by the shaded area and includes those numbers that are both 'small'
and 'near The greatest truth value (or grade of membership) in the intersection set is less than 1 - there is no number for which it is completely true that it is both 'small' and 'near 8'. How shall we assign truth values for numbers that are in the intersection set? For any particular number in this set i.e. which belongs to both main sets, it seems sensible to assign the smaller of its truth values in the main sets. Take the number 7, for example. It has a
truth value of about Let m represent the degree of membership of a set (truth value) Then we can write a formula for the intersection of two sets A and B as follows: m(A AND B) = min {m(A), m(B)} Truth values can also be regarded as the possibility of an event occurring. The formula makes sense in this case since the possibility of 2 events happening cannot be better than that of the least likely. Similarly, for the union of two sets, where an object is either in one set or m the other, we will assign the maximum of the corresponding truth values: m(A OR B) = max {m(A), m(B)} You may like to check that these formulae
also apply to One last formula (again, similar to the classic one) concerns the complemention of fuzzy sets: m(NOT A) = {1 - m(A)}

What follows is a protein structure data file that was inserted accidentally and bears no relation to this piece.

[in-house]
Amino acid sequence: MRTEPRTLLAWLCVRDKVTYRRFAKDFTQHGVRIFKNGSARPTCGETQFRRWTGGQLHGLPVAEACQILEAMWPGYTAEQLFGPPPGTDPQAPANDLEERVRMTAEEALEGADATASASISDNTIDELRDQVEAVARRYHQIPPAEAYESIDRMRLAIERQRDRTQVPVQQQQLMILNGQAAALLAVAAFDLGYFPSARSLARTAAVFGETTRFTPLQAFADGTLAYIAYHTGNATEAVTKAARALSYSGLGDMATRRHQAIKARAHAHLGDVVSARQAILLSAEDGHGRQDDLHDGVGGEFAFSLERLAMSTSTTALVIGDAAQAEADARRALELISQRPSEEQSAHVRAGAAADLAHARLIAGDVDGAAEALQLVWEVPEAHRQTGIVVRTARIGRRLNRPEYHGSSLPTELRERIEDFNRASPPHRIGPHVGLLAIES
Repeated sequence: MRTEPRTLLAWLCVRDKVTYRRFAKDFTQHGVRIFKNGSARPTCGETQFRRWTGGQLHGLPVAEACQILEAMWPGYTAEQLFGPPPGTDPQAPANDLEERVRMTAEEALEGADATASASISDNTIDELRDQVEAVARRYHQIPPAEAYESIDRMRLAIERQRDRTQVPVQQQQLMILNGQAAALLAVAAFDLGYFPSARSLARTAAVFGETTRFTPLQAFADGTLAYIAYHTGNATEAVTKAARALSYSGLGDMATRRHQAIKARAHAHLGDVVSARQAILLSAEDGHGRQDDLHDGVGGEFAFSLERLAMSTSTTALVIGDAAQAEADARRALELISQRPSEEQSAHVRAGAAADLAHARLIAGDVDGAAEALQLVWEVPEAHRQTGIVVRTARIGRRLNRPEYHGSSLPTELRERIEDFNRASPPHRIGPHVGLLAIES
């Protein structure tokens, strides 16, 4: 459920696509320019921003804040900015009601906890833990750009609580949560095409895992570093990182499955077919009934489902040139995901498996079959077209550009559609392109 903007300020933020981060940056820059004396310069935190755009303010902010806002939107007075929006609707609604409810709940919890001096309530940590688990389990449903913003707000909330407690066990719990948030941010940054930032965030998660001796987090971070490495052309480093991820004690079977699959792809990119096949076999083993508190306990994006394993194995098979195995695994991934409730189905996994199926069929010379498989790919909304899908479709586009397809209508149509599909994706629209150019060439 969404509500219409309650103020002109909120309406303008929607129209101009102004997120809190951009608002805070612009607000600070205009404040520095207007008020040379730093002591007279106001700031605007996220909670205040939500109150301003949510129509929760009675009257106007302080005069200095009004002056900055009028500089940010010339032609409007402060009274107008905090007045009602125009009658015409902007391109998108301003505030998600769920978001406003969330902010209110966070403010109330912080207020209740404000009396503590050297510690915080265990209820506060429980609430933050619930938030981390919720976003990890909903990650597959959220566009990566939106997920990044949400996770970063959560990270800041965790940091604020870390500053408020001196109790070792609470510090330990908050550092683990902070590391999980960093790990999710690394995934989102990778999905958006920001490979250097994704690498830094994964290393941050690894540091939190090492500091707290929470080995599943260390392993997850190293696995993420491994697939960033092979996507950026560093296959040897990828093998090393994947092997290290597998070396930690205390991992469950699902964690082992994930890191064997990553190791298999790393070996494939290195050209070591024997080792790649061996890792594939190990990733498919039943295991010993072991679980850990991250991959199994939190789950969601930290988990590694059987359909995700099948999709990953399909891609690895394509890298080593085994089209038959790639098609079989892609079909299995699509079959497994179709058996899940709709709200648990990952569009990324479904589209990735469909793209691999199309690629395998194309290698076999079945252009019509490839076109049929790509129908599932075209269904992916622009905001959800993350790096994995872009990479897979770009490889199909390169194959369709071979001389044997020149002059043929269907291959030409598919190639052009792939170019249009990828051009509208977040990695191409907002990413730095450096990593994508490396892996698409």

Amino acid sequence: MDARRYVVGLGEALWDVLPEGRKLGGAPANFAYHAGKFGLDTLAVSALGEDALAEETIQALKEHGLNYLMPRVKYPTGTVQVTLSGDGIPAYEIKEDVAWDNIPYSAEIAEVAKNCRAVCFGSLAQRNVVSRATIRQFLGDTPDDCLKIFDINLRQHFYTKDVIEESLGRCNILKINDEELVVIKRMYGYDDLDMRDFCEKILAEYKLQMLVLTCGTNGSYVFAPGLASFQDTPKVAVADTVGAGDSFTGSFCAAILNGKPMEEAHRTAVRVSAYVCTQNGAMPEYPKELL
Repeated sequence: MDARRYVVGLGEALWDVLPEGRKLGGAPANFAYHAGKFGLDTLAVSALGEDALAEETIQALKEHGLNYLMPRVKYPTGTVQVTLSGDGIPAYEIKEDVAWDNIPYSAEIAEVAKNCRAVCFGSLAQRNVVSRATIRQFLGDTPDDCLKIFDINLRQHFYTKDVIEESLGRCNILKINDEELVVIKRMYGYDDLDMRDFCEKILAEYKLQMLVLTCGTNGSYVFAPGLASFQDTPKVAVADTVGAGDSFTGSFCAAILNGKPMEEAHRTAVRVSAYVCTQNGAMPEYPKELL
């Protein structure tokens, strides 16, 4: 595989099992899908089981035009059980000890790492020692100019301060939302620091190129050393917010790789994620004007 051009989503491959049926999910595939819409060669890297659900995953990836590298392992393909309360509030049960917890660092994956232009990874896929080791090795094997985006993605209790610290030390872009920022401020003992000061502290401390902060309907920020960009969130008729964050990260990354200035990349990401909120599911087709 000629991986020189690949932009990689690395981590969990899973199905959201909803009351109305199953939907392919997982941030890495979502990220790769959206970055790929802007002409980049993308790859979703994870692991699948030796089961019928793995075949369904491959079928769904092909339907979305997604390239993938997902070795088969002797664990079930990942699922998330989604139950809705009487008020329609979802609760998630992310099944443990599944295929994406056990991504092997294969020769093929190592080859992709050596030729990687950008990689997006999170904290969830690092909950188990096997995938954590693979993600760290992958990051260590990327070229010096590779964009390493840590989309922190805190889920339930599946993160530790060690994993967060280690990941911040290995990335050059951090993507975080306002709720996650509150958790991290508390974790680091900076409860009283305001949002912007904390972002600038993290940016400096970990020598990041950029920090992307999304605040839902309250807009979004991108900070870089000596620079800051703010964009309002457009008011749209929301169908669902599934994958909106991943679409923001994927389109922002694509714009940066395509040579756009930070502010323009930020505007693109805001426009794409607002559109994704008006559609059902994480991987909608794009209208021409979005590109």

Some Experts Systems e.g. REVEAL recognize a data type fuzzy set and can manipulate it. It should be clear from the above notes that fuzziness is an important concept in expert systems. Much knowledge may be expressed in fuzzy terms and it is not always possible to pin the expert down to be more precise. It is possible to use fuzzy production rules. For example: If the tomato is red then the tomato is ripe. Since there are degrees of redness it is not possible to say that every tomato will either be red or not red but only that the clause "The tomato is red" is true to some degree. Hence, the consequent clause can be true to no more than the same degree. Fuzzy production rules will have an output fuzzy set which must then be translated into an executable action. e.g. what do we do if the tomato has a certain degree of ripeness? Maybe our decision is whether or not to eat it and therefore we need to represent the fuzzy set describing ripeness by a single value. This could then be tested against some threshold value of ripeness so that we could decide whether or not to eat the tomato. Of course, this is a trivial example. In practice, the output fuzzy set is likely to be more complex but we may still aim at extracting a single value - this process is known as arithmetic defuzzification. An alternative is to translate the fuzzy set into a verbal phrase describing the control action to be taken. For more information about fuzzy sets and logic see (1) Graham, I. and Jones, P.L. (1988) Expert Systems -Knowledge, Uncertainty and Decision. Chapman & Hall. (2) Negoita, C.V. (1985) Expert Systems & Fuzzy Systems. Benjamin Cummings Publ. Co. Inc. |